The connection between jilted lovers
and granola is understandable. The jilted lover does not cook with
enthusiasm. In fact, she's likely to empty out her entire fridge,
ruthlessly dumping any foodstuff that could in any way be associated
with the departed lover. Butter might seem neutral enough. She used
butter before she met her ex. And presumably, if clogged arteries
were not a concern, she could continue using it well into her later
years. But now the stick of butter reminds her of him. Something
that could, if untended, go rancid right before her very eyes. She
throws out all the butter she owns. And all the vegetables and garlic
she might have sauteed in the butter. And all the bread she might
have toasted and served with butter. And all the peanut butter,
because peanut butter is, in a sense, a kind of butter. And she
throws out all the ravioli because it's there. And all the meat,
because she wants to make a change of some sort -- now that change
has found her -- and getting rid of the meat seems like a place
Once her fridge is immaculate, she takes herself to the Fairway.
It's unclear to her what exactly vegetarians eat. All day,
every day. But breakfast, at least, seems non-controversial enough.
She cruises the granola aisle, studying each of the possible variants.
Pecan. Cinnamon raisin. Original. Unoriginal. Organic. With and
without cranberries. After carefully weighing the pros and cons,
she settles on the unoriginal original walnut raisin. She shyly
picks her head up to see if there are any handsome granola-lovers
in the vicinity with whom to make small talk. Who knows what else
they might have in common with a launching pad like granola to jumpstart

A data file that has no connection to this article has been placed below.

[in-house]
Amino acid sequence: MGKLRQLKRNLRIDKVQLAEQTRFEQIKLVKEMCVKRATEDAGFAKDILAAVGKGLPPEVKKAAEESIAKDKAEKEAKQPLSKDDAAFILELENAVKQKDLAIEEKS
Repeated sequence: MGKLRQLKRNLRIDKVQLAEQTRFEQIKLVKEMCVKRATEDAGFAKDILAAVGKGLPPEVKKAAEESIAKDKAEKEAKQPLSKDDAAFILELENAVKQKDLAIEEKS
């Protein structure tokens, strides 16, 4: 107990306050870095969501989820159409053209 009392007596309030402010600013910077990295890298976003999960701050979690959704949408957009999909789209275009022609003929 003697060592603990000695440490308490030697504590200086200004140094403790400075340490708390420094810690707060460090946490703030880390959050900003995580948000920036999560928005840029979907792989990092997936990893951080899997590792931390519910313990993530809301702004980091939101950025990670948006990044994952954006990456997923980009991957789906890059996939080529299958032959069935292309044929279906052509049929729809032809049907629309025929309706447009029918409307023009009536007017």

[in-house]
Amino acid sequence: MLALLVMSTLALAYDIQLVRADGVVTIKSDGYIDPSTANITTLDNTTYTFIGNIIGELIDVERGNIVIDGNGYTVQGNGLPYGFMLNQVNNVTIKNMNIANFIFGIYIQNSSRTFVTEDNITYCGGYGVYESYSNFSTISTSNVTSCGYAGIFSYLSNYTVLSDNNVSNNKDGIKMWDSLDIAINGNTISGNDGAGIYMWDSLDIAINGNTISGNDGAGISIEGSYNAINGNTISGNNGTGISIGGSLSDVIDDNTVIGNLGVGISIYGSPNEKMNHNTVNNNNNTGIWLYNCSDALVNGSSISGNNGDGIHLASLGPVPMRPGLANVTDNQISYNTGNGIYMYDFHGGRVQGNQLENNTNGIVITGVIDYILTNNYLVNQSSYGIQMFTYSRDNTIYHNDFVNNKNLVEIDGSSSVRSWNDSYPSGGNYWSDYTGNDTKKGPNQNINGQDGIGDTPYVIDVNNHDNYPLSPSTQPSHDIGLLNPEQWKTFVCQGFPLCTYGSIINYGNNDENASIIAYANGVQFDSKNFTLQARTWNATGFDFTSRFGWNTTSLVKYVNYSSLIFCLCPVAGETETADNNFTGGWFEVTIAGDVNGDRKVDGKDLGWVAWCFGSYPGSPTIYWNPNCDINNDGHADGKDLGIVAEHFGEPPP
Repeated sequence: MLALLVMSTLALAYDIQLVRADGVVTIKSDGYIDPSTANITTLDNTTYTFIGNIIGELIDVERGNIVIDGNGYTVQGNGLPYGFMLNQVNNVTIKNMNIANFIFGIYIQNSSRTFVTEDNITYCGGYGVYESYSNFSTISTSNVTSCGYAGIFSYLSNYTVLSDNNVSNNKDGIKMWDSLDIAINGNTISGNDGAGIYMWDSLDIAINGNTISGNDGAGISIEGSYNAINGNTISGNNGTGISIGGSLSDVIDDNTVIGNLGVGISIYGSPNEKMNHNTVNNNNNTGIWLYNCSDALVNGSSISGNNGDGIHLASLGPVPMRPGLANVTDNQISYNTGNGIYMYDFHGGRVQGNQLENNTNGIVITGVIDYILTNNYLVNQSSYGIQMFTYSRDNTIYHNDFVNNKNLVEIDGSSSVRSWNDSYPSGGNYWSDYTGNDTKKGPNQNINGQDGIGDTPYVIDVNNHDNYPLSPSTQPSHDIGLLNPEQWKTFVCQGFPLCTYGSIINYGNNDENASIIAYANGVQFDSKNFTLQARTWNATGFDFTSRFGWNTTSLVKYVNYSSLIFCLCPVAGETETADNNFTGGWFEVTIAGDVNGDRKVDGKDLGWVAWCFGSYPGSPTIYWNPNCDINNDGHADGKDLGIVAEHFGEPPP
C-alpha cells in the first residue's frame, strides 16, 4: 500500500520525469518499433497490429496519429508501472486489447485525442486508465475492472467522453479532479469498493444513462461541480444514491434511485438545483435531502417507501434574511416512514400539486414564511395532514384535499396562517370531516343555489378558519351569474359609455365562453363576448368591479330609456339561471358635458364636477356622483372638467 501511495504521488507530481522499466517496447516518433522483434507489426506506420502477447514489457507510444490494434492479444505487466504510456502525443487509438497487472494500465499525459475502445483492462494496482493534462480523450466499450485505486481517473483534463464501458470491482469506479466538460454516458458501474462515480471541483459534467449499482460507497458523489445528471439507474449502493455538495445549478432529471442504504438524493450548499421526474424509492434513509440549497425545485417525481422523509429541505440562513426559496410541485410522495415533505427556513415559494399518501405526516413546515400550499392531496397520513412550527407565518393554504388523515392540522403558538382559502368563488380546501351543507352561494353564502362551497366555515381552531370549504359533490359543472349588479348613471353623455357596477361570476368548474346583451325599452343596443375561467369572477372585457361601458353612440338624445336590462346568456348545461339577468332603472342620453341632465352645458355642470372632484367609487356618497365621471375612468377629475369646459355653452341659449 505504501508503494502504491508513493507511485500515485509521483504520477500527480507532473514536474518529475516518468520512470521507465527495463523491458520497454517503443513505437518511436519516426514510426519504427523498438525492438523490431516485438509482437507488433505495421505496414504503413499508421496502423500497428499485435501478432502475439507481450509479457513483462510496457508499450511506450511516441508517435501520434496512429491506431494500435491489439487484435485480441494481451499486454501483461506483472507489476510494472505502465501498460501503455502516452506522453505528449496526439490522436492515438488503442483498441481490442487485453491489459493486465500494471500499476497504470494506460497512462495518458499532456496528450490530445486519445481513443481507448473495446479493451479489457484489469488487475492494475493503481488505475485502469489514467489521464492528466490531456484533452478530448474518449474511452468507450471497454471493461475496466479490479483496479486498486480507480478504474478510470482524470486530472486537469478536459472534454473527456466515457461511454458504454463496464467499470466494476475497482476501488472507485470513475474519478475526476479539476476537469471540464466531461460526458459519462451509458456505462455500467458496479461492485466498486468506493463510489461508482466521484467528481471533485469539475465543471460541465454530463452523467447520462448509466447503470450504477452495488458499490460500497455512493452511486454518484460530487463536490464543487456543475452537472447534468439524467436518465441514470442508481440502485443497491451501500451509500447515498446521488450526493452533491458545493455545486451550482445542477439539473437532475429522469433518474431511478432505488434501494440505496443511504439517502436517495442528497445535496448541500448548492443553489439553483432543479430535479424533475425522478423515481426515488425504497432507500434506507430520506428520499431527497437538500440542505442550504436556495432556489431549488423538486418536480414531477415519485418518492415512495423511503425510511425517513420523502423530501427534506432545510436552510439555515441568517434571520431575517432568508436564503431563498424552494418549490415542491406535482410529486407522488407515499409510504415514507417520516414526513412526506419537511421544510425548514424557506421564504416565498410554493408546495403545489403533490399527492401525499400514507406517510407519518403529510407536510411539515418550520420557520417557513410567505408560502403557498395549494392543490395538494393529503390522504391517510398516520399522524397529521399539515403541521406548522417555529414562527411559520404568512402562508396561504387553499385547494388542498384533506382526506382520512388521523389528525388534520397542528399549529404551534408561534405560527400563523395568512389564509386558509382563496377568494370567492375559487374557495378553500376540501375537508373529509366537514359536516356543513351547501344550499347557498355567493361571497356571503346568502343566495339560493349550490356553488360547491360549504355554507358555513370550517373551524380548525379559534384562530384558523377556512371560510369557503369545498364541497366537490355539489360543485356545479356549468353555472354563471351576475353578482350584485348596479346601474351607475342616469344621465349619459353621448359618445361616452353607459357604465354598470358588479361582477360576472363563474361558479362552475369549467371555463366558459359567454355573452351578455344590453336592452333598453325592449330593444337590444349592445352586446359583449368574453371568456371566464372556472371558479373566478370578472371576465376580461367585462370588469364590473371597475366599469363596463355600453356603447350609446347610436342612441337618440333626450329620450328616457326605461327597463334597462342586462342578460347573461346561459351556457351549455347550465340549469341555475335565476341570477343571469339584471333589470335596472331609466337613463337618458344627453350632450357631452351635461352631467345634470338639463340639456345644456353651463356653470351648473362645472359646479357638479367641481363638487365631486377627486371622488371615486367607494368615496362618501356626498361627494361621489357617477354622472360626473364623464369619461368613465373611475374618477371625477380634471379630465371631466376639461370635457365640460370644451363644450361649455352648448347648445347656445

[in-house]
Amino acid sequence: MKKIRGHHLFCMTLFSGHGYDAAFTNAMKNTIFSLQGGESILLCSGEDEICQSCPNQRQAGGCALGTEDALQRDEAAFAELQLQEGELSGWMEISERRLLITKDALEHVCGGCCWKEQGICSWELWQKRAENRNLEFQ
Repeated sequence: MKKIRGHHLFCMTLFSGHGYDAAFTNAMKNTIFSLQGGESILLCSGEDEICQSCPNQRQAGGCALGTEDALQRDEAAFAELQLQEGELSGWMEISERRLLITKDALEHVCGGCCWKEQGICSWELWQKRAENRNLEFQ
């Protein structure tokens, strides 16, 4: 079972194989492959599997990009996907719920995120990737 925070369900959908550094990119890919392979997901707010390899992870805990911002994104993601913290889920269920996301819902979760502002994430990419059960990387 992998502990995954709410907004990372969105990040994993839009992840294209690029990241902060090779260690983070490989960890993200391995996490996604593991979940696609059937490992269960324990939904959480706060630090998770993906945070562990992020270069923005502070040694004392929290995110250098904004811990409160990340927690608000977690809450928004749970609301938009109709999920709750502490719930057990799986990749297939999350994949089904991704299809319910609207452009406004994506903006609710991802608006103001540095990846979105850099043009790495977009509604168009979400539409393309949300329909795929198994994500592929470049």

In the fruit aisle of the Fairway, she crafts her next personals
ad. Aging female with granola fetish seeks an age-appropriate single
guy. Period. But then she begins to embellish. It would help if
he were employed, and had all his limbs. Fat is icky. Dumb
is deadly. The list goes on and on, she realizes. It is too painful
to want anything, in truth. And so she picks a peach from the fruit
aisle, though in her past life, before she was a vegetarian, she
hated peaches. It is possible that she's been wrong about peaches.
At the register, she sees a handsome man with two different
kinds of granola in his cart, original and something else she can't
quite make out. She feels him looking at her looking at his selections
and averts her gaze. Does he smile, or does she just imagine it?
Without her glasses it's impossible to tell. She collects her change,
and heads for the Number 1 train.
Tomorrow, she may rethink everything. She may go back to the
Fairway to check out the fish. The tuna steaks and the swordfish
and the salmon. Fish without heads. Maybe the next day she'll buy
a rack of lamb. She may want to sink her teeth into things again.
It's possible. But for the moment, she's a vegetarian heading downtown
on the Number 1.